If a customer can get an ostensibly decent (illegal) product at a cheap cost with minimal hassle, well, they’ll opt for it every time… to the detriment of a business that has to pay taxes and comply with regulations. The cannabis is often much cheaper – nevermind that it might be dangerously tainted or benefit a blood-soaked foreign criminal cartel.
Hexo Corp. (NYSE: HEXO), a fully legal, perfectly legitimate Canadian cannabis company, aims to compete with the crooks – on price.
This is an interesting experiment, and even if it doesn’t work, I’m thrilled someone’s trying it…
This Will Go Down in the History Books
Hexo estimates that the average Canadian cannabis consumer pays around CA$4.49 ($3.43) for a gram of black-market cannabis bought, say, in the parking lot of a Calgary 7-Eleven.
A gram of Hexo’s new, legitimate “Original Stash” cannabis strain will set you back that same CA$4.49 in any dispensary that carries it. The only catch is customers must buy 28-gram (1-ounce) pouches, for a ticket price of CA$125.70 ($96.11).
That price point puts Hexo’s Original Stash firmly in the “bargain bin” product category. It’s definitely not a prestige product.
There are a few ways this could backfire on Hexo and its shareholders.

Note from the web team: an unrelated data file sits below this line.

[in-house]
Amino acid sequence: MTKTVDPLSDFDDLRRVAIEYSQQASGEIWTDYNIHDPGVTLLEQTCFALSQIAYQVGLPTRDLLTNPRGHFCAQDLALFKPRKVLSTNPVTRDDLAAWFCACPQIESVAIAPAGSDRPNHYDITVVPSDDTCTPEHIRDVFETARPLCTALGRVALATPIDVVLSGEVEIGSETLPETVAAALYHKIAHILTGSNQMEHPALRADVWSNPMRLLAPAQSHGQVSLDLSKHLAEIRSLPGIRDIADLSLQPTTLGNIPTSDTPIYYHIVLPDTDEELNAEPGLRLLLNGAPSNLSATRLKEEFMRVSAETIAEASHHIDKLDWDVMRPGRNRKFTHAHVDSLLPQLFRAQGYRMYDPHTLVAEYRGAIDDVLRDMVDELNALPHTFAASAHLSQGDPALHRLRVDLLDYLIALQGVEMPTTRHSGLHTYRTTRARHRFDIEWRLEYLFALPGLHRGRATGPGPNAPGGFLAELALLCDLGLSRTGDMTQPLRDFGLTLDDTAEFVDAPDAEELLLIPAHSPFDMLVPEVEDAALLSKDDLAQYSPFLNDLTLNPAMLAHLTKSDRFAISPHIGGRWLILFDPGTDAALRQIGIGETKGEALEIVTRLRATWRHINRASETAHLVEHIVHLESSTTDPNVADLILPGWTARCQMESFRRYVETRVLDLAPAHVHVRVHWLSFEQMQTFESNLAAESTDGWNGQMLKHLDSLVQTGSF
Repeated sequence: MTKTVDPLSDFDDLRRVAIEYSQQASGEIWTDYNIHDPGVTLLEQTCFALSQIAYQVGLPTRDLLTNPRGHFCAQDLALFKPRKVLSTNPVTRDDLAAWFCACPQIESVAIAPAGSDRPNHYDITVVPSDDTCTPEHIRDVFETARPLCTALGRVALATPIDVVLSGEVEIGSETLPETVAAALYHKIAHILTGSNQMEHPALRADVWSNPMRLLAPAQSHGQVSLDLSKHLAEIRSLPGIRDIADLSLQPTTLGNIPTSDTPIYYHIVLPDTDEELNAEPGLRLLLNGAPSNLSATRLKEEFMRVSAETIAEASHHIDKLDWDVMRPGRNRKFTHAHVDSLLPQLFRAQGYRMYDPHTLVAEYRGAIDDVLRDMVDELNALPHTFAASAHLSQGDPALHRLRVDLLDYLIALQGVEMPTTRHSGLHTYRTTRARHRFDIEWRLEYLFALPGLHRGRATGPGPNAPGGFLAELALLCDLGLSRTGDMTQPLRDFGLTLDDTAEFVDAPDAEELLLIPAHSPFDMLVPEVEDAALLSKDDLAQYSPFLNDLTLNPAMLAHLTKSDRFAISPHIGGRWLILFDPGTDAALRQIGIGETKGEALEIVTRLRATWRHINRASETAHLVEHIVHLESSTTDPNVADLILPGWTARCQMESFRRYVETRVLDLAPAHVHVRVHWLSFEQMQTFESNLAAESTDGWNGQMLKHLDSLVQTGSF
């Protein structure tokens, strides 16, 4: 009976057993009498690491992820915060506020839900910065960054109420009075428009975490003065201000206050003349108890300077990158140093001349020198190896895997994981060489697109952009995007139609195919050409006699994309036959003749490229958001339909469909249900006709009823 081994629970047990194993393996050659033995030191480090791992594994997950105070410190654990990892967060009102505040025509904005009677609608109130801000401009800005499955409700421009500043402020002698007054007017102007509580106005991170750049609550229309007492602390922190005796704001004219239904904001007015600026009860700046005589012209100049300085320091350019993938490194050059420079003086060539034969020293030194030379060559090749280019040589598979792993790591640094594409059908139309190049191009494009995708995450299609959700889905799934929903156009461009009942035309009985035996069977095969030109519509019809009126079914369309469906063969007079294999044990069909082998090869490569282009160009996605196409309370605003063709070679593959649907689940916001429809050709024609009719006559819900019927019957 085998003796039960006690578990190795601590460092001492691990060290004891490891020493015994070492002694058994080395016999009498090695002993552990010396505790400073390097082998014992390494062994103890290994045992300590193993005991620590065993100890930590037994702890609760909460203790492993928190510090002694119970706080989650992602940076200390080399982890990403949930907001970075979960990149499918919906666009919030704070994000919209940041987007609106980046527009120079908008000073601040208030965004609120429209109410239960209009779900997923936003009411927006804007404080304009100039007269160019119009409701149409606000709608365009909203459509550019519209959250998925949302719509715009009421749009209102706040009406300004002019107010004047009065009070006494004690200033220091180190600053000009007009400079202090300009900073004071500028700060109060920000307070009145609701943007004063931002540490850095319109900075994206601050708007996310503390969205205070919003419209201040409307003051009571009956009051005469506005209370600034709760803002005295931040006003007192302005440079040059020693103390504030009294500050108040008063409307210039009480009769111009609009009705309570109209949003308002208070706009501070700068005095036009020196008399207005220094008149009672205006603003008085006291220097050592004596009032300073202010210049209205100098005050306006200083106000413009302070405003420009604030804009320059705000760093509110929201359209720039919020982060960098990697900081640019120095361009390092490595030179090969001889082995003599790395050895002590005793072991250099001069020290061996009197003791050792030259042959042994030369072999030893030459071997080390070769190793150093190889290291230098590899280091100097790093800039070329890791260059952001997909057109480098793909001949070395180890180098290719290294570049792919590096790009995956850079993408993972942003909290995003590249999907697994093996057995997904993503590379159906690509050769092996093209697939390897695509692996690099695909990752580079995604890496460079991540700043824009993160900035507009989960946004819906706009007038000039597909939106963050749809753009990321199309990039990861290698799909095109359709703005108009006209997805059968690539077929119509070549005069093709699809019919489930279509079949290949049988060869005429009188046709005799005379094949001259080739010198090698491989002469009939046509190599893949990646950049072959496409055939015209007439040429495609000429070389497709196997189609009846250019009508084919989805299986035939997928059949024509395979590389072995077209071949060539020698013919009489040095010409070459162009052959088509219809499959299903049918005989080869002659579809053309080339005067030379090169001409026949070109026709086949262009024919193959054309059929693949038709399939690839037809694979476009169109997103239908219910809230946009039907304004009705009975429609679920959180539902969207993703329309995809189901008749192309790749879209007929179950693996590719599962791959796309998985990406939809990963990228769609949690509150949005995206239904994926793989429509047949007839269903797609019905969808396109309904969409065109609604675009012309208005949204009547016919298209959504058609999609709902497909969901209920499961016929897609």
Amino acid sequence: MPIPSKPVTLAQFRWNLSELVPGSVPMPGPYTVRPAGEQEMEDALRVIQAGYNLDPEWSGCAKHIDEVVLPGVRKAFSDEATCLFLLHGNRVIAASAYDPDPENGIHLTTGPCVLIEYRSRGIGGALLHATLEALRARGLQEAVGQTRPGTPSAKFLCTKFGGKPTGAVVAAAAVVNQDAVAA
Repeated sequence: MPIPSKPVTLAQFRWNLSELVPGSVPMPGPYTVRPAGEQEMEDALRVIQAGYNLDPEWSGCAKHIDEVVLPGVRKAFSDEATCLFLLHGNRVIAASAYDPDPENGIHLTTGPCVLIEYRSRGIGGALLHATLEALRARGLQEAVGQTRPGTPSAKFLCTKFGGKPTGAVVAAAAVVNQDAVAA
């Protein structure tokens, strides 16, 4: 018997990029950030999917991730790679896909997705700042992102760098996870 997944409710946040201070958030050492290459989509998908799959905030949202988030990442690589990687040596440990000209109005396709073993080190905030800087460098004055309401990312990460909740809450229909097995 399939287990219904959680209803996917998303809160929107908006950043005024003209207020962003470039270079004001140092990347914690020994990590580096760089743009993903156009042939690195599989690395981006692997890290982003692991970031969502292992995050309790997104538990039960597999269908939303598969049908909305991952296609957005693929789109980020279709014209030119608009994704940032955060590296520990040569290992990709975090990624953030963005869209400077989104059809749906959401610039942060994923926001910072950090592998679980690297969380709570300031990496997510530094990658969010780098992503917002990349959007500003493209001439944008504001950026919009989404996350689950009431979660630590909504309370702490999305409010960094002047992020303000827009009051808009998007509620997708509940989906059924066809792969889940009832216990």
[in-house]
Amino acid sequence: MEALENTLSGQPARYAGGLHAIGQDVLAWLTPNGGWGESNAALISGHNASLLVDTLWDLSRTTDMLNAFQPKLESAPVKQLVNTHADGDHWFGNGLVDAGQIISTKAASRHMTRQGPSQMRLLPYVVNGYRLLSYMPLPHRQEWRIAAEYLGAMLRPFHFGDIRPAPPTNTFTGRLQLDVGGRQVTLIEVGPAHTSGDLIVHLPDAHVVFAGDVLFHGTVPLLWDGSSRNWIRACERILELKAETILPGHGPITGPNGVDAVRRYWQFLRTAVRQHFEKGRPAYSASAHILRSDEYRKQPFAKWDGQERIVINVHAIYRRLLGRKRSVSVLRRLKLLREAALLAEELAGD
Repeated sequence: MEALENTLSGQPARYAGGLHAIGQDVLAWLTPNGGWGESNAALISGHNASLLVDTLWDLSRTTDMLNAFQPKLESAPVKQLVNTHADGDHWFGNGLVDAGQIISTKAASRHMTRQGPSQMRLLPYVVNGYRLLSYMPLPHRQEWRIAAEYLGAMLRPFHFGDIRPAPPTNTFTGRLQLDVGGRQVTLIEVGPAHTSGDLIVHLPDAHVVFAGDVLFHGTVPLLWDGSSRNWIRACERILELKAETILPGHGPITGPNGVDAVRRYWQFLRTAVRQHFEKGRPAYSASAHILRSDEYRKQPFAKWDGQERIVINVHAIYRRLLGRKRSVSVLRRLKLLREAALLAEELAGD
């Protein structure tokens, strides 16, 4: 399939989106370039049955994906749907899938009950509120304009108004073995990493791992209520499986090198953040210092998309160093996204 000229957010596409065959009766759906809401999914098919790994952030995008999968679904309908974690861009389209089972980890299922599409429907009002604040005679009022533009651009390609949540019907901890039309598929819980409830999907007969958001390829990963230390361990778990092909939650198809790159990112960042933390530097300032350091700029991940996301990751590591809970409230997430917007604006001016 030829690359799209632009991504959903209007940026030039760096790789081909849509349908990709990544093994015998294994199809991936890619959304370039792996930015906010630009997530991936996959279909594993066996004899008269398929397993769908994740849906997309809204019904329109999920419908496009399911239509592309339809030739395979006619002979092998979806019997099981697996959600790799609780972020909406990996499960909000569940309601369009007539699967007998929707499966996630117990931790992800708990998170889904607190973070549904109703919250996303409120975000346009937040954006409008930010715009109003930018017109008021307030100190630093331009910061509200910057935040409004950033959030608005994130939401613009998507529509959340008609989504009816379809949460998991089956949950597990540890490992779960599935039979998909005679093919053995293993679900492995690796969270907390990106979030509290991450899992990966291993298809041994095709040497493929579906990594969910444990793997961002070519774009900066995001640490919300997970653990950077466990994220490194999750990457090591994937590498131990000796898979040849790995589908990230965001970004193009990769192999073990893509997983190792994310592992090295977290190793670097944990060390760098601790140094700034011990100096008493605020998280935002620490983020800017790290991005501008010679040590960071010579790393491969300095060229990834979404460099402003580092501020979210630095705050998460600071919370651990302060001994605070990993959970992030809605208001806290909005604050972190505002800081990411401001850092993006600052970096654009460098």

Hexo’s costs are still higher than many other Canadian growers; the potential hit to profits could be tough. And Original Stash represents a departure from Hexo’s original business plan, which was to charge a premium price for a premium product.
What’s more, Hexo recently lowered its sales estimates, in part because it wasn’t growing the most in-demand strains. This could be a way to “blow out” unwanted cannabis at a deep discount.
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There is the risk – to companies, at least – Hexo’s move triggers a “race to the bottom” in the Canadian marijuana market. Despite early shortages, there exists the real possibility of oversupply of low-grade cannabis there in the next several months.
I don’t think prices will go down to the basement levels we see here, in places like Oregon (as of April 2019, Oregon was the cheapest place to buy legal cannabis in the United States), but even at CA$4.49, higher-cost producers like Hexo could see profit margins erode significantly.
With all that said, Hexo’s bold risk could prove to be worth it; I’d certainly like it to be…
This Is Big, and Hexo Could Very Well Pull It Off
If Hexo can really make a dent in the illicit market, it will help not just Hexo but all Canadian companies.
As it sells more of that low-cost cannabis, it can bring production costs down. I know some of the larger producers are making cannabis at around CA$1 ($0.76) per gram or less.
Assuming that half of that CA$4.49 per gram goes to the distributors and retailers, a CA$1 cost would give Hexo enviable gross margins in excess of 50%.
We’ve always known that there would eventually be pressure on lower-quality cannabis prices, so in some senses, all Hexo is doing is getting ahead of the market.
If it can gain a meaningful share of the low-cost market and take even some market share from illicit providers, it has the makings of a very nice business indeed – certainly one in which you’d want an ownership stake.
After all, McDonald’s Corp. (NYSE: MCD) makes more money than every high-end steakhouse in the world combined – all at low, low prices.
This is a Canadian cannabis company to watch; great things could be in store.